dirt road in Portugal

Top 10 tips for moving to Portugal

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Money-saving tips for Portugal

These tips for relocating to Portugal are brought to you by Arminshaws Removals and are of particular interest to potential expats who have children.

Moving abroad and becoming an expat in a foreign country is a choice made by thousands of individuals, couples and families every year. Some of those decide to make the leap to Portugal, where the sun (almost) always shines! We have produced these top ten tips for someone looking to move to Portugal from abroad.

1. Many motorways in Portugal have tolls. Some have tollbooths, but others only have an electronic system for paying, which is operated by Via Verde Portugal. Toll machines can be hired or bought in special Via Verde shops or at Portuguese post offices. If you end up on a Via Verde without a toll machine, you will need to pay the toll within 48 hours or you will earn a fine on top of the toll fee.

2. Attending school is compulsory in Portugal from the ages of six to fifteen and is called Ensino Básico (basic education). Education can either be state or private. Despite education being free in the state system, you will be expected to purchase books and other equipment.

3. Before the age of six, your child can attend a pre-school (kindergarten) if you so wish. There are a variety of types of pre-school, including state, private, charitable and cooperatives. Registration occurs during June and July. Requirements are typically a medical check, birth certificate, health card showing vaccinations and an inscription form.

4. There are also private schools teaching the Portuguese national curriculum and others that teach an international curriculum in various foreign languages. However, very few of these schools will go up to the secondary level. The schools should be registered with the Portuguese Ministry of Education. Note that an international curriculum is not automatically accepted by the Portuguese education system and so this should be considered when you are selecting a school and curriculum.

5. Once living in Portugal, you can apply for a Cartão de Utente (health card). This card gives foreign residents the same rights to treatment as Portuguese citizens and depending on circumstances, discounts on medicines. If you do not have this card and are permanently resident in Portugal, you will need to have private medical insurance.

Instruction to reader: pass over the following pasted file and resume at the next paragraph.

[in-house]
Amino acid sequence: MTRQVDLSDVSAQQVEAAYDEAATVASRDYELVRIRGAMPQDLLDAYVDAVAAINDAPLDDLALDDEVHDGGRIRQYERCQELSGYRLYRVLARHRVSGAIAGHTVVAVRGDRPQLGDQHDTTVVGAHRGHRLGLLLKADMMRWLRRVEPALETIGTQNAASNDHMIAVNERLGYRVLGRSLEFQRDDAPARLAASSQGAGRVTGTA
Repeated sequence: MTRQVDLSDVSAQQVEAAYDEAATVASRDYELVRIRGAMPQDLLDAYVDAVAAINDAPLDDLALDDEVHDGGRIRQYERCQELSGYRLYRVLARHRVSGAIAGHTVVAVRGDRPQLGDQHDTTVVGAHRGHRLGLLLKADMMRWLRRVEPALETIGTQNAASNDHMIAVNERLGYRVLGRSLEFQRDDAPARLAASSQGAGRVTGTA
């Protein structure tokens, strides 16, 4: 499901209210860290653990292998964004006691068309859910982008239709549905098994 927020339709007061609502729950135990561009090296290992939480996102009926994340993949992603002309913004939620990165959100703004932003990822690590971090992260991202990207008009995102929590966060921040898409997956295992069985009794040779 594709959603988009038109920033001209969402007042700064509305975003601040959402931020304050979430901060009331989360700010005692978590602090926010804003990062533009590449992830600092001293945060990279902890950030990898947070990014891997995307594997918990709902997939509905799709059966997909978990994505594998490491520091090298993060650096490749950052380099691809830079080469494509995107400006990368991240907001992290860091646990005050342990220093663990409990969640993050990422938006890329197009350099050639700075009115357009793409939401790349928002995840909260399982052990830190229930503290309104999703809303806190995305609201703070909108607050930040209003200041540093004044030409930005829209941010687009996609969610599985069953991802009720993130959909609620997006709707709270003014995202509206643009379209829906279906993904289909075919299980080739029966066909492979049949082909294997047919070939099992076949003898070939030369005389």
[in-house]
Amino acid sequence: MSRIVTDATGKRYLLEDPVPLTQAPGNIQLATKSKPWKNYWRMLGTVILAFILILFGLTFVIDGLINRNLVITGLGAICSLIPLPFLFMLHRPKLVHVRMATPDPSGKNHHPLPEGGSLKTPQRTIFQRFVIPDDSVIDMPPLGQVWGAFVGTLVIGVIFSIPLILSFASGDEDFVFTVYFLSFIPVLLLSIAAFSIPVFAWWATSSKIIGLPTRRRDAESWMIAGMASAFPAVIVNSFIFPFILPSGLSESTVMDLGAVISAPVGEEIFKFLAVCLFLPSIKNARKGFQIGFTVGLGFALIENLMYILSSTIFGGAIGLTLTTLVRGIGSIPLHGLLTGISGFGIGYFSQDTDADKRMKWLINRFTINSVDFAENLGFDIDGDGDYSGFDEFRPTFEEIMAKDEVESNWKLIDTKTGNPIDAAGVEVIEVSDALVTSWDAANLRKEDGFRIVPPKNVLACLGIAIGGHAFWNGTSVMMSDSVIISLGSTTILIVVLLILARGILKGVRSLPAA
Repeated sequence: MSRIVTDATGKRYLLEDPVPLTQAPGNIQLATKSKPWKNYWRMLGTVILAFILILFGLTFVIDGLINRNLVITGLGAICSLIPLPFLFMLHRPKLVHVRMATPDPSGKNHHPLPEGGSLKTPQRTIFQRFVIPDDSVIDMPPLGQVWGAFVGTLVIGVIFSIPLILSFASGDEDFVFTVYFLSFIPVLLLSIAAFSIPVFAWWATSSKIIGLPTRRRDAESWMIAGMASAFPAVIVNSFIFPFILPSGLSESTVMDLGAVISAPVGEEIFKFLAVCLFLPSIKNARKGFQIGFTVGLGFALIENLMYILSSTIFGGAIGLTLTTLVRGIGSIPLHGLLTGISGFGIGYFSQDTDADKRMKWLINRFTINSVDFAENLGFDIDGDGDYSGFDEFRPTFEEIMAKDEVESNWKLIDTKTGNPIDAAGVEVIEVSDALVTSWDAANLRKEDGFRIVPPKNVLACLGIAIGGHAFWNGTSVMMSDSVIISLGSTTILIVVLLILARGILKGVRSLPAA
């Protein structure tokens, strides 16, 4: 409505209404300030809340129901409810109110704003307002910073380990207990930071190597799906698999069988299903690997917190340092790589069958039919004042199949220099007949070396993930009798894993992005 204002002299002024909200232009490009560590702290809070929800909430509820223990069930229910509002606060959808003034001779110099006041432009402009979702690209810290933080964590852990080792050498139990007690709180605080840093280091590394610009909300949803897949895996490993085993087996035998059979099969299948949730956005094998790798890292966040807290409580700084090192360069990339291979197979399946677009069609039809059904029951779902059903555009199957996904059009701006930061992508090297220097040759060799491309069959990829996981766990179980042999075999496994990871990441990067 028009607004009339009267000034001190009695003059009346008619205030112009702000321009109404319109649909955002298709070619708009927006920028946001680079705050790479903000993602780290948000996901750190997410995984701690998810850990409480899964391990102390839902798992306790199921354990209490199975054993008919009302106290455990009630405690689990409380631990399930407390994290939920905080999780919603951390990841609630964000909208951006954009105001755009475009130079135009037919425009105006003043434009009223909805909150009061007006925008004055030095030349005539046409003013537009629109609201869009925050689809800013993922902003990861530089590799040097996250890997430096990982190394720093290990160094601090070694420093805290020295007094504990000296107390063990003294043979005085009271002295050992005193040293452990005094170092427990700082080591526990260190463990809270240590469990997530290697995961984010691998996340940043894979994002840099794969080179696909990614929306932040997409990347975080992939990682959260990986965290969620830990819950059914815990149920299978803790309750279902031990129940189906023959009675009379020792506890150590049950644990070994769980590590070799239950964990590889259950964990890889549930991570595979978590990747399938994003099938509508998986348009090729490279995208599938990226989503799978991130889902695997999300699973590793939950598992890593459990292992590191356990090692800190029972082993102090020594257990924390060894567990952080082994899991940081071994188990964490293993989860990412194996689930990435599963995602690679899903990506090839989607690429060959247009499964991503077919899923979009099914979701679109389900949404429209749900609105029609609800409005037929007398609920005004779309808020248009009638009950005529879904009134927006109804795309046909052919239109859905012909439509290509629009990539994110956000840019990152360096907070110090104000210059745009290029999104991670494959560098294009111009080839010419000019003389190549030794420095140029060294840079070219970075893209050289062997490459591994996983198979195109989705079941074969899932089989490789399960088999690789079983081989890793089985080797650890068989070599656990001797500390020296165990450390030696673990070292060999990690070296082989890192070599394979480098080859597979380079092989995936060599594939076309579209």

6. Farmácias (chemists) are open in every town during normal shopping hours, which are typically 9 A.M. to 1 P.M. and 3 P.M. to 7 P.M. Outside of these hours there is a Farmácia de Serviço (duty chemist) available. Every chemist should have a list of the duty chemists in the area on its door. A chemist can also usually offer advice when you are unable to get to your health centre or family doctor.

7. As with all big decisions in life, research is the key and one must always remember that living somewhere is completely different to holidaying there.

8. Relocating on a permanent basis to another country, especially one which has a different language and culture, needs thorough planning. If you have children and need to work, this is even more crucial.

9. Initial Residency Certificate: After three months, and within 30 days, you must apply for an initial residency certificate at your local Câmara Municipal (council) or Freguesia (parish council).

10. The documents that may be required are a passport or national ID card, your Portuguese fiscal number, which is obtained from the local Serviço das Finanças (tax office), a European health card, proof of address and income (or you may simply be required to make a self-declaration regarding whether you are employed, self-employed or have other means to live), and proof of health insurance if you are not entitled to the Portuguese health system. Sometimes other details regarding your education and family are required.

This post is sponsored by Armishaws who are experts in Portugal removals, Germany removals and removals to the rest of Europe. Visit them today to get a free quote.